It’s a stretch goal, but it’s the right thing to do. That was the sentiment at Seattle-Tacoma International Airport as Alaska Airlines and Boeing joined the Port of Seattle in announcing an ambitious plan for the use of aviation biofuels.
Alaska Air and Boeing have been working with the port on more sustainable jet fuels for years. In 2011 they demonstrated capability to make aviation biofuels from used cooking oil, with enough to power 75 test flights.
Now they’ve announced a long-term strategy to make it possible for all flights and all airlines at Sea-Tac to incorporate biofuels. They're planning to scale up from thousands of gallons to millions. No word yet on what the feedstock will be. But Port Commissioner John Creighton says their memorandum of understanding will pump $250,000 dollars into testing feasibility on a commercial scale.
“That will evaluate cost and infrastructure necessary to ensure that aviation biofuels can be successfully blended and delivered to aircraft at Sea-Tac Airport,” Creighton said.
Biofuel adoption in the airline industry has been slow because it’s hard to make it cost-competitive with regular jet fuel, especially when oil prices are low.
But the aim is to blend as many sustainable energy sources as possible into the mix. Potential feedstocks include woody biomass leftover from forestry, algae, garbage from landfills and corn.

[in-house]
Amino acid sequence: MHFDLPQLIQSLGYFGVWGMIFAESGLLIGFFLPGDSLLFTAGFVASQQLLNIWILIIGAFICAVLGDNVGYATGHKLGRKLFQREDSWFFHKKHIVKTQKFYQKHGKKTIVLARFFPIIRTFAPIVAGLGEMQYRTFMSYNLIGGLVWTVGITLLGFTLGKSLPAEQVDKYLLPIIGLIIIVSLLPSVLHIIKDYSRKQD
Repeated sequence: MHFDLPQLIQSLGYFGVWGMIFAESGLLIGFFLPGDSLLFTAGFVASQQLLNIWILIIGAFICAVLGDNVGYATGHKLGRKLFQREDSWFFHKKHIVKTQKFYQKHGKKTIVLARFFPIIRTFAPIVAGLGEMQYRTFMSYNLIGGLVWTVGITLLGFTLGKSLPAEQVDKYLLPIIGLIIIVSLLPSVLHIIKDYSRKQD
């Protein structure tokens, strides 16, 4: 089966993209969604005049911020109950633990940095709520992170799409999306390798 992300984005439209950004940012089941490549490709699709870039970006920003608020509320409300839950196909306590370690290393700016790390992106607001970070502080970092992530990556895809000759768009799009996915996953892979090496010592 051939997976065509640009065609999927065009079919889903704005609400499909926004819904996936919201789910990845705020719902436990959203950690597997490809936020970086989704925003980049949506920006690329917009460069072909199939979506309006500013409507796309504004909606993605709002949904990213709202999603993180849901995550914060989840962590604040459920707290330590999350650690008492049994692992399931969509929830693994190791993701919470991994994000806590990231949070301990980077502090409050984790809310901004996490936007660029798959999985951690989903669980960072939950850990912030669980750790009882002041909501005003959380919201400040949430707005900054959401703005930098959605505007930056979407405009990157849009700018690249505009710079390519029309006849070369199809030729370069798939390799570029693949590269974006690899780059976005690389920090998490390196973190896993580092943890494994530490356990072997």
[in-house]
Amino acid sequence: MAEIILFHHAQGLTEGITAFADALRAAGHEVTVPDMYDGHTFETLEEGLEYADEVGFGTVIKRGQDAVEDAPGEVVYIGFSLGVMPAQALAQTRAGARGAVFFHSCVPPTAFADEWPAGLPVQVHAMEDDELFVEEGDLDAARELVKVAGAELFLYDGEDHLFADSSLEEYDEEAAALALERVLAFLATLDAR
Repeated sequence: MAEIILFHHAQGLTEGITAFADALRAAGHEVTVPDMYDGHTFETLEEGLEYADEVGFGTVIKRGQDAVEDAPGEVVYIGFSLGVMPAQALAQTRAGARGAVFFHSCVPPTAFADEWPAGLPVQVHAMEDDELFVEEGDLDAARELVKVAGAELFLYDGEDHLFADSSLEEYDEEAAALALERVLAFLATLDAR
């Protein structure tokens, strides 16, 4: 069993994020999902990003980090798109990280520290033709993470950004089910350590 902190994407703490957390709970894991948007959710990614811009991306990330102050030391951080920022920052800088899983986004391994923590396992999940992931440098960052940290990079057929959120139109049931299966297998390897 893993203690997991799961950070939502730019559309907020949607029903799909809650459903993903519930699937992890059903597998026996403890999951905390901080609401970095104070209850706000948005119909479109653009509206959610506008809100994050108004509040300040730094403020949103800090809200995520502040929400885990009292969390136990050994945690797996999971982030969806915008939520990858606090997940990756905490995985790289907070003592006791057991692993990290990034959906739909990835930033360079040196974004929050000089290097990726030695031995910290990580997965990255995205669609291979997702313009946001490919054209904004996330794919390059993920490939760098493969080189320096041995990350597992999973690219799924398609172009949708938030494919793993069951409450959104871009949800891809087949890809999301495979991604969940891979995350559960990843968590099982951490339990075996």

"We like to say that we're 'fedstock agnostic', said Alaska Air's Director of Environmental Affairs, Carol Sim.
"Being in the northwest, it would be great if we could support a biofuel economy from forest residuals... We just don’t have that industry developed here yet," Sim said.
"So, what we’re looking at is possibly trying to use another feedstock initially and then as fuels become available having something more local.”
If this all sounds familiar – it should. In 2011 the US Department of Agriculture awarded $80 million dollars to the University of Washington and Washington State University for aviation biofuels research.